Forklift Focus Can Help Build a Safety Culture

The very fact there is a ‘National Forklift Safety Day’ speaks volumes about the dangers of forklift driving. This safety-focused initiative, championed by the UK Material Handling Association (UKMHA), expresses the importance of operator training and highlights that being struck by a moving vehicle is the second most common fatality at work, with 25 deaths in 2020/21 alone.

Whilst it requires focused effort, forklift safety can do the heavy lifting within workplace health and safety management and has become the central focus of a whole safety culture within a warehouse, food and drink or retail environment.

It is essential that forklift safety regulations are followed. Forklifts are covered by various health and safety laws including The Health and Safety at Work etc Act (1974) and the Management of Health and Safety at Work Regulations (1999), both of which stress the importance of instruction, training and supervision.

The Provision and Use of Work Equipment Regulations 1998 (PUWER) require all equipment users, including forklift drivers, to be adequately trained. Sites using forklifts must also be LOLER (Lifting Operations and Lifting Equipment Regulations 1998) compliant, ensuring competent people planning and supervise operations and commission statutory forklift examinations every 12 months (goods-lifting) and six months (people-lifting equipment).

The L117 Rider-operated Lift Trucks Approved Code of Practice is also a Health and Safety Executive safety code with special legal status.

Operators need to be aware of speed limits, pedestrian crossing places, blind spots, areas where lighting or sunlight could present a visibility issue and places where overhead power lines can endanger life.

They need to understand the impacts on vehicle stability of lifting different weights and dangers resulting from collisions with, or damage to, certain stock.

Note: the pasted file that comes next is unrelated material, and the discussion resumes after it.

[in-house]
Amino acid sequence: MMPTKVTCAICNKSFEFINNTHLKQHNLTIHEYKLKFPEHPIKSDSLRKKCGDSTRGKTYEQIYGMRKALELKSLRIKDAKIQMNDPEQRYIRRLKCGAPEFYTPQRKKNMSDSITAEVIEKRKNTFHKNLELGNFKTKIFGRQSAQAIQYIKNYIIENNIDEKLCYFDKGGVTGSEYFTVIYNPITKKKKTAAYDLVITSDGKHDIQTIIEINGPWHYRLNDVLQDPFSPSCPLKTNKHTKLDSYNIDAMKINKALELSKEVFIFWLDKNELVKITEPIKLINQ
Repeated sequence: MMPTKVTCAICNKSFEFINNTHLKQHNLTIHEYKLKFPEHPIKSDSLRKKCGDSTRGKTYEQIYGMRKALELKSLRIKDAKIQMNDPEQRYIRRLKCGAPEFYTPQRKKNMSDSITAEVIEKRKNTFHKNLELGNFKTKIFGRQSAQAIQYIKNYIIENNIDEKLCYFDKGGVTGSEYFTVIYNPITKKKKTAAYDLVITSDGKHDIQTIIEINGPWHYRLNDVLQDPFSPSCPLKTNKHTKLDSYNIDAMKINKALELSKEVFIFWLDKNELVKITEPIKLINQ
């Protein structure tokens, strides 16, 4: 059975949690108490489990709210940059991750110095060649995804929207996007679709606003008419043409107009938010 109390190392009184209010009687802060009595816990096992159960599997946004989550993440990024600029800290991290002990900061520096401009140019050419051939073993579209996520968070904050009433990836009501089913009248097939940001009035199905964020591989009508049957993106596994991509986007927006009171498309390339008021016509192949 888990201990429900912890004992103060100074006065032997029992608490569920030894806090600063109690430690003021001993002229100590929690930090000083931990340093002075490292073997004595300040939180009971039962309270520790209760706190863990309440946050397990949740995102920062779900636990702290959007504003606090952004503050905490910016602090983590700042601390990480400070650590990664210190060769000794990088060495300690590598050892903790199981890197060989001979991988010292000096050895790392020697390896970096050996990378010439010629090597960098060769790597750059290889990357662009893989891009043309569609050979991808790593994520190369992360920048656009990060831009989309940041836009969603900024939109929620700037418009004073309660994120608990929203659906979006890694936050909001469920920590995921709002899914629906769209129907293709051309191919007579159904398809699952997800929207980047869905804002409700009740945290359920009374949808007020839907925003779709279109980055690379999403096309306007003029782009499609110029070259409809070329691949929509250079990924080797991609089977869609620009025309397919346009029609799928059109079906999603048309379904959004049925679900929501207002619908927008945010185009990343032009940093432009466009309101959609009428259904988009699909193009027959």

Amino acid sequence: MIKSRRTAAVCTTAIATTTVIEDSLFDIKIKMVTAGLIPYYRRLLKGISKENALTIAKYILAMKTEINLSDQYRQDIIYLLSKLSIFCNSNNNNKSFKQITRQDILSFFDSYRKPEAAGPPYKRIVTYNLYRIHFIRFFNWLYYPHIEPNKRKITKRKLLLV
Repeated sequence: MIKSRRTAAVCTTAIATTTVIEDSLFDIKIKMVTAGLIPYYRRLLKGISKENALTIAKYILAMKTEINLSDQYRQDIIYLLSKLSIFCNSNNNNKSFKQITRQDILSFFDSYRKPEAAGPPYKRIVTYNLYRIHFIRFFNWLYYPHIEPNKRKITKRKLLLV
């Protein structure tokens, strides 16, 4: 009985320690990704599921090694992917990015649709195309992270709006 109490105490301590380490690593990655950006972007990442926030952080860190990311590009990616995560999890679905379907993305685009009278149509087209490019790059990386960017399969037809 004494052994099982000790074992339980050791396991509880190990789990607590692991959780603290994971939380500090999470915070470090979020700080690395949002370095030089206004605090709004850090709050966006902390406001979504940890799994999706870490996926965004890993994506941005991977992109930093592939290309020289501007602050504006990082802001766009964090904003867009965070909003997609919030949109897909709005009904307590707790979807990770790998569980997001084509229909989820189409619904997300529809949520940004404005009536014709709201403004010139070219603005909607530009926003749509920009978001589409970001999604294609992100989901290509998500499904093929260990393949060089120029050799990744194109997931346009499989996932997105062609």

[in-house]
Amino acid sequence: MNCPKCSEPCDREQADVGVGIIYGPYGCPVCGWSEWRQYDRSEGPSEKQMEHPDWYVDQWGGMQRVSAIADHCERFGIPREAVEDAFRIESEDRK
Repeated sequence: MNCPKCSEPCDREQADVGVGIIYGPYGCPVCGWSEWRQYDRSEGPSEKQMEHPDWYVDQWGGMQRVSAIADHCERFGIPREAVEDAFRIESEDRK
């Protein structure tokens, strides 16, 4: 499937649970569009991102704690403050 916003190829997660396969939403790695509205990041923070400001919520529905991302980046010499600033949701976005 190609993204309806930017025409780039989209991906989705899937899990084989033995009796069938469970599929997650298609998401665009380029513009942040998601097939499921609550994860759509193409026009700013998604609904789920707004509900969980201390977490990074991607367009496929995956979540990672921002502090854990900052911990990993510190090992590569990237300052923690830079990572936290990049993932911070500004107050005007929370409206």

Potential accidents involve crushing, trauma and loss of limbs. These accidents could be a result of vehicle topple or tipping, operators falling off trucks not intended to carry passengers, lack of use of safety restraints, pallet falls and hitting pedestrians or other vehicles within the warehouse ‘environment’.

Employers should remember their duty of care extends to agency workers and not solely to employees. All require the same training and, if language barriers necessitate, access to visual training materials.

Other safety measures could involve fitting vehicles with reversing cameras, maintaining tight key control systems to prevent unauthorised forklift use, charging batteries only in well-ventilated spaces and regularly maintaining forklifts, whilst also monitoring for vibration or posture health impacts. Making everyone collectively responsible for spotting hazards can be advantageous.

Getting things wrong could mean death, injury and a hefty health and safety fine, even if it is only a ‘near miss’ incident. Financial penalties could be applied to a director or manager’s personal finances, if negligence has occurred.

Assess all risks, stay compliant and train, train, train. Prevention of forklift incidents is better than cure.

Call us today on 01274 515 747 or email us at mail@lwood.co.uk to find out how we can help.